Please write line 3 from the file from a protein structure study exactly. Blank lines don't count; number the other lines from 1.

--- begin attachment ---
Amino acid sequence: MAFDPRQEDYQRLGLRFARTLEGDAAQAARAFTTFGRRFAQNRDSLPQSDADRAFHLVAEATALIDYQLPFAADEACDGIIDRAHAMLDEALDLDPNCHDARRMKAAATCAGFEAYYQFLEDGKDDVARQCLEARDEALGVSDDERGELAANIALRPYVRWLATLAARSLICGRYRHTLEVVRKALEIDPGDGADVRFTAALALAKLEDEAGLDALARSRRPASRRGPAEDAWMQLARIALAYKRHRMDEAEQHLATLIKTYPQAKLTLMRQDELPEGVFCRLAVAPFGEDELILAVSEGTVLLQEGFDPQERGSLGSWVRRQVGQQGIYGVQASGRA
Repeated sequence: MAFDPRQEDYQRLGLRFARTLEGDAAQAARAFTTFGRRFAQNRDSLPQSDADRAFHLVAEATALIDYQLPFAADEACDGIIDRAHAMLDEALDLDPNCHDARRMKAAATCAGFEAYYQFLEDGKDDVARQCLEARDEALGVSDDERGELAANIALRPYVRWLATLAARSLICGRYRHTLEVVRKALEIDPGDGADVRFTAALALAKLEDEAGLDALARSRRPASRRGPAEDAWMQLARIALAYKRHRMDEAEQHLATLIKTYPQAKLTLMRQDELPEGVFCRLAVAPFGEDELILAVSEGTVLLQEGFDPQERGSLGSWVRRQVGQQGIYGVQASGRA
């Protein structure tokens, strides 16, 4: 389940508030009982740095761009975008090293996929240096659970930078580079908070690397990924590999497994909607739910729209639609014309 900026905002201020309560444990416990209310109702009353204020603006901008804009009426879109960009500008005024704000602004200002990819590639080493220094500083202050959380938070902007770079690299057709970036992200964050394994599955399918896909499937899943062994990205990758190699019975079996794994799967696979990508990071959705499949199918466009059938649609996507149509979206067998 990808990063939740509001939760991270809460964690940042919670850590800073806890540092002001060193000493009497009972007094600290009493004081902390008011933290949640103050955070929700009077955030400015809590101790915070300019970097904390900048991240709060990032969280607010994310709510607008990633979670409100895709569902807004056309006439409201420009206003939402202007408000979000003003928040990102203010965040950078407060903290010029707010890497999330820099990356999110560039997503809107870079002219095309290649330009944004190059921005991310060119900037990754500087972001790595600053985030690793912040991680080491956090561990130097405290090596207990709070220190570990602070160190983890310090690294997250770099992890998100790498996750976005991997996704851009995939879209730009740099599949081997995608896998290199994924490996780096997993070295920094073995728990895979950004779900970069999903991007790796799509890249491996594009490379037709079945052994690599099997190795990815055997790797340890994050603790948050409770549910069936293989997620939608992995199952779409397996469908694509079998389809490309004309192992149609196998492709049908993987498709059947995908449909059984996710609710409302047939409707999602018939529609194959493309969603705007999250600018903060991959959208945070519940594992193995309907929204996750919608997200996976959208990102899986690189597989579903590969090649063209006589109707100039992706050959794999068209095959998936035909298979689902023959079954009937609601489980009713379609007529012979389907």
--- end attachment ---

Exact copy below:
């Protein structure tokens, strides 16, 4: 389940508030009982740095761009975008090293996929240096659970930078580079908070690397990924590999497994909607739910729209639609014309 900026905002201020309560444990416990209310109702009353204020603006901008804009009426879109960009500008005024704000602004200002990819590639080493220094500083202050959380938070902007770079690299057709970036992200964050394994599955399918896909499937899943062994990205990758190699019975079996794994799967696979990508990071959705499949199918466009059938649609996507149509979206067998 990808990063939740509001939760991270809460964690940042919670850590800073806890540092002001060193000493009497009972007094600290009493004081902390008011933290949640103050955070929700009077955030400015809590101790915070300019970097904390900048991240709060990032969280607010994310709510607008990633979670409100895709569902807004056309006439409201420009206003939402202007408000979000003003928040990102203010965040950078407060903290010029707010890497999330820099990356999110560039997503809107870079002219095309290649330009944004190059921005991310060119900037990754500087972001790595600053985030690793912040991680080491956090561990130097405290090596207990709070220190570990602070160190983890310090690294997250770099992890998100790498996750976005991997996704851009995939879209730009740099599949081997995608896998290199994924490996780096997993070295920094073995728990895979950004779900970069999903991007790796799509890249491996594009490379037709079945052994690599099997190795990815055997790797340890994050603790948050409770549910069936293989997620939608992995199952779409397996469908694509079998389809490309004309192992149609196998492709049908993987498709059947995908449909059984996710609710409302047939409707999602018939529609194959493309969603705007999250600018903060991959959208945070519940594992193995309907929204996750919608997200996976959208990102899986690189597989579903590969090649063209006589109707100039992706050959794999068209095959998936035909298979689902023959079954009937609601489980009713379609007529012979389907």